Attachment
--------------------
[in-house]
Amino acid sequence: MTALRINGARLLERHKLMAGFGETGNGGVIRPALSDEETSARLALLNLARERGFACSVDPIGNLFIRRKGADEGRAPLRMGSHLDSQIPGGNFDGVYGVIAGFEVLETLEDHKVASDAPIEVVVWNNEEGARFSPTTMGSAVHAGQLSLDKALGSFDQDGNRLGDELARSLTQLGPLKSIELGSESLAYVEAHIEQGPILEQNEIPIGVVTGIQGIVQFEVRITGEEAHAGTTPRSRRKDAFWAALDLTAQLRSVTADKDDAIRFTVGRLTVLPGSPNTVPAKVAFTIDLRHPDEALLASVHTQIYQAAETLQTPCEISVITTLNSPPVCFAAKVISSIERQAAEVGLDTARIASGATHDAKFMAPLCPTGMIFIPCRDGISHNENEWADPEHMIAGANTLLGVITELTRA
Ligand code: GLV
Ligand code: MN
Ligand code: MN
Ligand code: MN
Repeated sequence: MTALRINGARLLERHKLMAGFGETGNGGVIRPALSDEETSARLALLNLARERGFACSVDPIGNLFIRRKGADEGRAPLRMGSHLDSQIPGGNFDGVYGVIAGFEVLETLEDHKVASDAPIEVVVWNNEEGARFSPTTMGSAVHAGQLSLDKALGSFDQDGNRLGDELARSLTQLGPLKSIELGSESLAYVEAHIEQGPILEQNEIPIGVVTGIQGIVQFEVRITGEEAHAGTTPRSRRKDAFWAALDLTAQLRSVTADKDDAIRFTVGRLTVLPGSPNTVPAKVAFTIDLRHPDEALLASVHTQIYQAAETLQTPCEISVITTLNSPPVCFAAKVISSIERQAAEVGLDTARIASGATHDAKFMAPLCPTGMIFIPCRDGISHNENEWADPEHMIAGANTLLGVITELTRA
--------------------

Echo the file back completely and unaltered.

[in-house]
Amino acid sequence: MTALRINGARLLERHKLMAGFGETGNGGVIRPALSDEETSARLALLNLARERGFACSVDPIGNLFIRRKGADEGRAPLRMGSHLDSQIPGGNFDGVYGVIAGFEVLETLEDHKVASDAPIEVVVWNNEEGARFSPTTMGSAVHAGQLSLDKALGSFDQDGNRLGDELARSLTQLGPLKSIELGSESLAYVEAHIEQGPILEQNEIPIGVVTGIQGIVQFEVRITGEEAHAGTTPRSRRKDAFWAALDLTAQLRSVTADKDDAIRFTVGRLTVLPGSPNTVPAKVAFTIDLRHPDEALLASVHTQIYQAAETLQTPCEISVITTLNSPPVCFAAKVISSIERQAAEVGLDTARIASGATHDAKFMAPLCPTGMIFIPCRDGISHNENEWADPEHMIAGANTLLGVITELTRA
Ligand code: GLV
Ligand code: MN
Ligand code: MN
Ligand code: MN
Repeated sequence: MTALRINGARLLERHKLMAGFGETGNGGVIRPALSDEETSARLALLNLARERGFACSVDPIGNLFIRRKGADEGRAPLRMGSHLDSQIPGGNFDGVYGVIAGFEVLETLEDHKVASDAPIEVVVWNNEEGARFSPTTMGSAVHAGQLSLDKALGSFDQDGNRLGDELARSLTQLGPLKSIELGSESLAYVEAHIEQGPILEQNEIPIGVVTGIQGIVQFEVRITGEEAHAGTTPRSRRKDAFWAALDLTAQLRSVTADKDDAIRFTVGRLTVLPGSPNTVPAKVAFTIDLRHPDEALLASVHTQIYQAAETLQTPCEISVITTLNSPPVCFAAKVISSIERQAAEVGLDTARIASGATHDAKFMAPLCPTGMIFIPCRDGISHNENEWADPEHMIAGANTLLGVITELTRA